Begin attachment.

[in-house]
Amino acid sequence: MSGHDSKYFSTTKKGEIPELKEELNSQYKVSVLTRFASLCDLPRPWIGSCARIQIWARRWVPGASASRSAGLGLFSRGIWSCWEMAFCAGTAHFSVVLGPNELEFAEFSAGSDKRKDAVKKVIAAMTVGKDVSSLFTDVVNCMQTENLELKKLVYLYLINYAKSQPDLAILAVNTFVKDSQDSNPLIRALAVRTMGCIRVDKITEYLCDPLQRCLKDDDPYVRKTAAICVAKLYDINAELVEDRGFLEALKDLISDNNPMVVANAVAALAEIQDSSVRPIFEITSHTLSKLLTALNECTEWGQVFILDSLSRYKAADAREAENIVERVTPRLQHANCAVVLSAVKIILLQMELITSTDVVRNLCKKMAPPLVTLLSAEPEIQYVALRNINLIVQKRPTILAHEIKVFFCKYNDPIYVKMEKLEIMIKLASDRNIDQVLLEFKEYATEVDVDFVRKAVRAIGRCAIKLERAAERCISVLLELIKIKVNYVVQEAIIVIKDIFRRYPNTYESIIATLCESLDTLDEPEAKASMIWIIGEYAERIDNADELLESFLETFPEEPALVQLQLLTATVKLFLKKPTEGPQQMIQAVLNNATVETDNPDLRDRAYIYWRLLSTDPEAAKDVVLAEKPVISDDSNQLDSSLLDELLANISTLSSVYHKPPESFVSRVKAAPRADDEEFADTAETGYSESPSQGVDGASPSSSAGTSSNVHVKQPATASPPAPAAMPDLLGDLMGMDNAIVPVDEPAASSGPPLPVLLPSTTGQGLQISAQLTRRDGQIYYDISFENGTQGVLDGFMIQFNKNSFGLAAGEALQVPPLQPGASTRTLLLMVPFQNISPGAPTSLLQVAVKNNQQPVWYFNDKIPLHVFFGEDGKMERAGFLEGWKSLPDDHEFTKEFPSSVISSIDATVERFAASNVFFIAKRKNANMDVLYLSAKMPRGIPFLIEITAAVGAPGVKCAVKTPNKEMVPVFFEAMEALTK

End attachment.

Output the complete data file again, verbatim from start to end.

[in-house]
Amino acid sequence: MSGHDSKYFSTTKKGEIPELKEELNSQYKVSVLTRFASLCDLPRPWIGSCARIQIWARRWVPGASASRSAGLGLFSRGIWSCWEMAFCAGTAHFSVVLGPNELEFAEFSAGSDKRKDAVKKVIAAMTVGKDVSSLFTDVVNCMQTENLELKKLVYLYLINYAKSQPDLAILAVNTFVKDSQDSNPLIRALAVRTMGCIRVDKITEYLCDPLQRCLKDDDPYVRKTAAICVAKLYDINAELVEDRGFLEALKDLISDNNPMVVANAVAALAEIQDSSVRPIFEITSHTLSKLLTALNECTEWGQVFILDSLSRYKAADAREAENIVERVTPRLQHANCAVVLSAVKIILLQMELITSTDVVRNLCKKMAPPLVTLLSAEPEIQYVALRNINLIVQKRPTILAHEIKVFFCKYNDPIYVKMEKLEIMIKLASDRNIDQVLLEFKEYATEVDVDFVRKAVRAIGRCAIKLERAAERCISVLLELIKIKVNYVVQEAIIVIKDIFRRYPNTYESIIATLCESLDTLDEPEAKASMIWIIGEYAERIDNADELLESFLETFPEEPALVQLQLLTATVKLFLKKPTEGPQQMIQAVLNNATVETDNPDLRDRAYIYWRLLSTDPEAAKDVVLAEKPVISDDSNQLDSSLLDELLANISTLSSVYHKPPESFVSRVKAAPRADDEEFADTAETGYSESPSQGVDGASPSSSAGTSSNVHVKQPATASPPAPAAMPDLLGDLMGMDNAIVPVDEPAASSGPPLPVLLPSTTGQGLQISAQLTRRDGQIYYDISFENGTQGVLDGFMIQFNKNSFGLAAGEALQVPPLQPGASTRTLLLMVPFQNISPGAPTSLLQVAVKNNQQPVWYFNDKIPLHVFFGEDGKMERAGFLEGWKSLPDDHEFTKEFPSSVISSIDATVERFAASNVFFIAKRKNANMDVLYLSAKMPRGIPFLIEITAAVGAPGVKCAVKTPNKEMVPVFFEAMEALTK